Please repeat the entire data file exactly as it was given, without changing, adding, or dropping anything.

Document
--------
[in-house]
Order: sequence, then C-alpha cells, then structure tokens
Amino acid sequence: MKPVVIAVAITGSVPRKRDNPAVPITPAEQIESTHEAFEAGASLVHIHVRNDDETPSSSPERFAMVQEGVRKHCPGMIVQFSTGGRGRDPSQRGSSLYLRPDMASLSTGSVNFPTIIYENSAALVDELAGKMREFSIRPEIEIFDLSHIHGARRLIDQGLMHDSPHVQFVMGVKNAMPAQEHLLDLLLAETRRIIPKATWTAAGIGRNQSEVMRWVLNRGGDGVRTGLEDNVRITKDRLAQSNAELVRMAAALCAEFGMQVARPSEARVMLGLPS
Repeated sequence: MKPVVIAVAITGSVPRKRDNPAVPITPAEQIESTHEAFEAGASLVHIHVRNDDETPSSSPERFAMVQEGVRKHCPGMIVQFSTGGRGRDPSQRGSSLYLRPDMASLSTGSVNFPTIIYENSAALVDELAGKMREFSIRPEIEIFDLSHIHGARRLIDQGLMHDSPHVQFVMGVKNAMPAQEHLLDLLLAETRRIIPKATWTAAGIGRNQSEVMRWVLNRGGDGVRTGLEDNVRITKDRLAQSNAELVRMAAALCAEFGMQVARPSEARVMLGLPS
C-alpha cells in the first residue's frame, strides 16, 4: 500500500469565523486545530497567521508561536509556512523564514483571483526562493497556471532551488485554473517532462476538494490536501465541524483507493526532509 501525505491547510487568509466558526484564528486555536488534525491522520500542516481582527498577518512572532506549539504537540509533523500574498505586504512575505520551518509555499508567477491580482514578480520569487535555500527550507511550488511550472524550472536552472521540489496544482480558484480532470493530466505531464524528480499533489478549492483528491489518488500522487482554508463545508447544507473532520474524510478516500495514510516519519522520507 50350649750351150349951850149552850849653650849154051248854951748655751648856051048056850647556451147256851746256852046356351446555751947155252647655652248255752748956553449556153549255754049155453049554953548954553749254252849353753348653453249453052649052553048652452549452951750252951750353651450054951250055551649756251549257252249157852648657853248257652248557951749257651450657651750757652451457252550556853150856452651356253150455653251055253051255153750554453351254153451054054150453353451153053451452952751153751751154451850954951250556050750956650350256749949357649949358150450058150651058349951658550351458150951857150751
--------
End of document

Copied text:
[in-house]
Order: sequence, then C-alpha cells, then structure tokens
Amino acid sequence: MKPVVIAVAITGSVPRKRDNPAVPITPAEQIESTHEAFEAGASLVHIHVRNDDETPSSSPERFAMVQEGVRKHCPGMIVQFSTGGRGRDPSQRGSSLYLRPDMASLSTGSVNFPTIIYENSAALVDELAGKMREFSIRPEIEIFDLSHIHGARRLIDQGLMHDSPHVQFVMGVKNAMPAQEHLLDLLLAETRRIIPKATWTAAGIGRNQSEVMRWVLNRGGDGVRTGLEDNVRITKDRLAQSNAELVRMAAALCAEFGMQVARPSEARVMLGLPS
Repeated sequence: MKPVVIAVAITGSVPRKRDNPAVPITPAEQIESTHEAFEAGASLVHIHVRNDDETPSSSPERFAMVQEGVRKHCPGMIVQFSTGGRGRDPSQRGSSLYLRPDMASLSTGSVNFPTIIYENSAALVDELAGKMREFSIRPEIEIFDLSHIHGARRLIDQGLMHDSPHVQFVMGVKNAMPAQEHLLDLLLAETRRIIPKATWTAAGIGRNQSEVMRWVLNRGGDGVRTGLEDNVRITKDRLAQSNAELVRMAAALCAEFGMQVARPSEARVMLGLPS
C-alpha cells in the first residue's frame, strides 16, 4: 500500500469565523486545530497567521508561536509556512523564514483571483526562493497556471532551488485554473517532462476538494490536501465541524483507493526532509 501525505491547510487568509466558526484564528486555536488534525491522520500542516481582527498577518512572532506549539504537540509533523500574498505586504512575505520551518509555499508567477491580482514578480520569487535555500527550507511550488511550472524550472536552472521540489496544482480558484480532470493530466505531464524528480499533489478549492483528491489518488500522487482554508463545508447544507473532520474524510478516500495514510516519519522520507 50350649750351150349951850149552850849653650849154051248854951748655751648856051048056850647556451147256851746256852046356351446555751947155252647655652248255752748956553449556153549255754049155453049554953548954553749254252849353753348653453249453052649052553048652452549452951750252951750353651450054951250055551649756251549257252249157852648657853248257652248557951749257651450657651750757652451457252550556853150856452651356253150455653251055253051255153750554453351254153451054054150453353451153053451452952751153751751154451850954951250556050750956650350256749949357649949358150450058150651058349951658550351458150951857150751